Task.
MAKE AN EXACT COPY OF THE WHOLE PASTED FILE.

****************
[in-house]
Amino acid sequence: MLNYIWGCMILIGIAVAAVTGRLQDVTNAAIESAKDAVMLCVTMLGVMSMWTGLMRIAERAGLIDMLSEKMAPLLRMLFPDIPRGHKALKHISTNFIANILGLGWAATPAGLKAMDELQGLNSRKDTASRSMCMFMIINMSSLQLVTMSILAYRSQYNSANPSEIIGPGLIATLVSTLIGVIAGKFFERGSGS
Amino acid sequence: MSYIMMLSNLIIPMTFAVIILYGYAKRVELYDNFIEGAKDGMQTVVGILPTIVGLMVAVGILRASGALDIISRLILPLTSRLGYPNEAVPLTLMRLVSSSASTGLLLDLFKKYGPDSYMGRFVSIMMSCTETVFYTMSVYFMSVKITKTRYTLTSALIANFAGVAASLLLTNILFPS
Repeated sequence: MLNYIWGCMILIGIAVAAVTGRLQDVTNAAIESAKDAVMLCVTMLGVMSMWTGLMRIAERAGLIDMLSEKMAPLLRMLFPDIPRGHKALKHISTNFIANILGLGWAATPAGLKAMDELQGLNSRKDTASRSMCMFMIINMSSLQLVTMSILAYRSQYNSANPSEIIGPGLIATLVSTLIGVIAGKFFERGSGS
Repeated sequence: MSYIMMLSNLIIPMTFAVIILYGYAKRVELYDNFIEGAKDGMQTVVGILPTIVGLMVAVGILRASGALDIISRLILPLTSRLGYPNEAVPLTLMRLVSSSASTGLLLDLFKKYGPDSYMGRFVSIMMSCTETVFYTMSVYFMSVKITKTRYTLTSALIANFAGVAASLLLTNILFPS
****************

[in-house]
Amino acid sequence: MLNYIWGCMILIGIAVAAVTGRLQDVTNAAIESAKDAVMLCVTMLGVMSMWTGLMRIAERAGLIDMLSEKMAPLLRMLFPDIPRGHKALKHISTNFIANILGLGWAATPAGLKAMDELQGLNSRKDTASRSMCMFMIINMSSLQLVTMSILAYRSQYNSANPSEIIGPGLIATLVSTLIGVIAGKFFERGSGS
Amino acid sequence: MSYIMMLSNLIIPMTFAVIILYGYAKRVELYDNFIEGAKDGMQTVVGILPTIVGLMVAVGILRASGALDIISRLILPLTSRLGYPNEAVPLTLMRLVSSSASTGLLLDLFKKYGPDSYMGRFVSIMMSCTETVFYTMSVYFMSVKITKTRYTLTSALIANFAGVAASLLLTNILFPS
Repeated sequence: MLNYIWGCMILIGIAVAAVTGRLQDVTNAAIESAKDAVMLCVTMLGVMSMWTGLMRIAERAGLIDMLSEKMAPLLRMLFPDIPRGHKALKHISTNFIANILGLGWAATPAGLKAMDELQGLNSRKDTASRSMCMFMIINMSSLQLVTMSILAYRSQYNSANPSEIIGPGLIATLVSTLIGVIAGKFFERGSGS
Repeated sequence: MSYIMMLSNLIIPMTFAVIILYGYAKRVELYDNFIEGAKDGMQTVVGILPTIVGLMVAVGILRASGALDIISRLILPLTSRLGYPNEAVPLTLMRLVSSSASTGLLLDLFKKYGPDSYMGRFVSIMMSCTETVFYTMSVYFMSVKITKTRYTLTSALIANFAGVAASLLLTNILFPS